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A case-based roadmap for lateral transshipment in supply chain inventory management.


Due to increasing market competition, manufacturers and wholesalers are becoming more cost conscious and responsive to the changing market needs. One supply chain strategy is to conserve a low inventory level just enough for instantaneous availability for use or sales purpose. However, the resulting surge in the risk of stock outages and substandard customer service level make the cost saving in lower inventory level problematic to justify. To manage these adversities, manufacturers and wholesalers usually increase the flexibility in their inventory systems by adopting a mix of emergency lateral transshipment (LT) from other warehouses at a higher cost, while at the same time backordering from their usual suppliers to match the stochastic demand. Decision rules on LT that support this decision making process have practical value for inventory management practitioners.

Assume that the manufacturer with its regional distribution centres or all wholesalers adopt the periodic review policy to replenish inventory from their external suppliers. Under the periodic review policy, the unsatisfied demands in the previous period, the inventory position and the expected demand in the current period are analyzed for planning orders at the beginning of the next period. Unsatisfied demands in this period will be treated as initial demands, or surplus order will be added to the inventory position of the next period. If the wholesaler does not apply a (R,Q) review policy to order quantity Q at reorder point R, its inventory position could drop below R or even close to zero. Though holding costs can decrease as a result, there is a possibility that its inventory position may occasionally become negative. This potentially increases the back-order costs. One possible solution is to apply LT from other wholesalers with surplus stock to replenish wholesaler with stock deficiency within a short period of time.

Within the context of LT, a supply chain structure consists of multiple retailers, wholesalers and suppliers, as shown in the Fig. 1.


All the warehouses belong to the same company. The black solid lines represent possible transshipments among various warehouses within the company. For modeling simplicity, assume only LT between a pair of wholesalers (sender and receiver) [W.sub.i] and [W.sub.j], i not equal j, where i and j = 1, 2, total number of warehouses. Similarly, [W.sub.i] places orders pairwise with a single supplier, instead of multiple suppliers.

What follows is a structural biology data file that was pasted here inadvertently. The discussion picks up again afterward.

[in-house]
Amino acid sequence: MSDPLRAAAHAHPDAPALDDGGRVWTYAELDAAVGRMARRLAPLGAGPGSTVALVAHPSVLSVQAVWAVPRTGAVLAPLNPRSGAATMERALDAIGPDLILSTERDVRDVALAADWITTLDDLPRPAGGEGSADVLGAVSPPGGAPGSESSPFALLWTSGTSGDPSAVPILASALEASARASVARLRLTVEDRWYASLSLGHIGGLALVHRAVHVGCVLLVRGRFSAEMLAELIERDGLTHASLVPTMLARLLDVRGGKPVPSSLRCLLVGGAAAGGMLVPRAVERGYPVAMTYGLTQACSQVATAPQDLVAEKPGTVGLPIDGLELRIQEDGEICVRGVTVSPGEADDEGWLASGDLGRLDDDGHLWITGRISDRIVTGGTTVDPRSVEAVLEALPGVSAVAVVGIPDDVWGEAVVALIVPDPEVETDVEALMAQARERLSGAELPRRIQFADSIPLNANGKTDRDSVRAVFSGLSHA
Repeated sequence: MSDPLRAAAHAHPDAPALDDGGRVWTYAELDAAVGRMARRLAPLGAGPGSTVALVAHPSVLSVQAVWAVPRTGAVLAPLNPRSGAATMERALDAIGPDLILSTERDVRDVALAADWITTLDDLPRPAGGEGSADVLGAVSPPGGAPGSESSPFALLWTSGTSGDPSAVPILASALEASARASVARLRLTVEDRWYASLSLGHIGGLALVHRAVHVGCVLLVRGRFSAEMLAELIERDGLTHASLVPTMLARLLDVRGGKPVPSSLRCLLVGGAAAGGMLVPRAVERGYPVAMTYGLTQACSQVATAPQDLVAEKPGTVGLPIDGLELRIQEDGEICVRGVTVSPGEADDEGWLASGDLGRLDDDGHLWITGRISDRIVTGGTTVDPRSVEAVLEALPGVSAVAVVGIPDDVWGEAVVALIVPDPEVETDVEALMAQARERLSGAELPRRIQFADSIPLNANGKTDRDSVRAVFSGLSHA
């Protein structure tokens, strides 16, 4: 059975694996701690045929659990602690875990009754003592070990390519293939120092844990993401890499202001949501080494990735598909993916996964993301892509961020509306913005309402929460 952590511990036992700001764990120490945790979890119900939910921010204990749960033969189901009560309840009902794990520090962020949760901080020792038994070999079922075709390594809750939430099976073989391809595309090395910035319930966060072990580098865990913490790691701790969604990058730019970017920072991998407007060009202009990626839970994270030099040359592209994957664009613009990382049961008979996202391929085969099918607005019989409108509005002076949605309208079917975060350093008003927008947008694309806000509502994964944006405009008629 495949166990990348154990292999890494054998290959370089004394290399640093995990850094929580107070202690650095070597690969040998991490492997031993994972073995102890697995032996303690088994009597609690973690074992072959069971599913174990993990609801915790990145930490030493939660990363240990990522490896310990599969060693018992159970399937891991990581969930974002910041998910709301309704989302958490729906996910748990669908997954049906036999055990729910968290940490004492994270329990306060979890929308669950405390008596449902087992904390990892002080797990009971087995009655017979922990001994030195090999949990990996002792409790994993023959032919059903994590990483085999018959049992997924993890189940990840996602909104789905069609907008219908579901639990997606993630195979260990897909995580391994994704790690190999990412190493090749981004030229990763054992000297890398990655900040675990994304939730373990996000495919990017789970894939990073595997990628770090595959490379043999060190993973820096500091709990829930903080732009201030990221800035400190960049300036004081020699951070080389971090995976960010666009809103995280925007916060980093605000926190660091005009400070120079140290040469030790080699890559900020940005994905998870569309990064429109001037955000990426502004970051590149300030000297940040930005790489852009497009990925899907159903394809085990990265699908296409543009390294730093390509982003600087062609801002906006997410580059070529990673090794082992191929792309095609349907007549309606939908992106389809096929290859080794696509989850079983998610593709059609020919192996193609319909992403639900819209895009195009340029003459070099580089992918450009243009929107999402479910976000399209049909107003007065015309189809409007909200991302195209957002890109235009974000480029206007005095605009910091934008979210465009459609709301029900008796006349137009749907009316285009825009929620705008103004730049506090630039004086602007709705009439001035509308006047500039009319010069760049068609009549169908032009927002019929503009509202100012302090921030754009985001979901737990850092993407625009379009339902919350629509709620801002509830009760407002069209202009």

Supply chain management (SCM) models that streamline the flow of goods to optimise total inventory costs, customer service level (Banerjee, Burton, & Banerjee, 2003), total number of stockouts (Jonsson & Silver, 1987), or other performance criteria have been the research concentration for the last three decades. However, previous research into manufacturer and wholesaler inventory management has captured complex criteria drawn from diverse theoretical frameworks that are problematic in real world practice. For example, one earlier study conducted by Axsater (2003) to derive a decision rule for determining quantity to be transshipped, depending on the complete state of the systems with various input parameters. This decision rule is optimal and can be repeatedly applied as a heuristic for SCM practice. However, the highly mathematical probability analysis may not be easily comprehensible to ordinary managers, and thus not validated in real world practice. Therefore, it remains a need for simpler and more readily applicable decision rules for the LT decision making process.

Further model proposed by Olsson (2009) investigated an optimal ordering policy under complete pooling, but the optimal solution is restricted to systems with only two locations due to problem complexities. Our study extends to a multi-location setting to develop decision rules for reactive LT to fulfill existing inventory shortage due to urgent demand that cannot be satisfied from the stock on hand. The decision rules are derived for determining whether it is more cost effective to transship urgent orders or to backorder all outstanding orders from suppliers, the size of transshipment, the favorite wholesaler to transshipand the favorite supplier to order. Further extension also covers the preventive extra LT, which occurs before an inventory shortage emerges.

Apart from less complexity in calculations, the data requirement of our proposed approach can be sourced from previous corporate transaction records, and thus enables adoption of this model by SCM practitioners. However, this new approach does not undermine previous scholarly work, but builds upon it by proposing a more pragmatic decision model for the SCM environment. This model can be applied to a real context with multiple warehouses of manufacturers/wholesalers and multiple suppliers with variable lead times. This proposed approach is validated through the illustration of a practical application of the model in a large fast moving consumer goods (FMCG) case study company.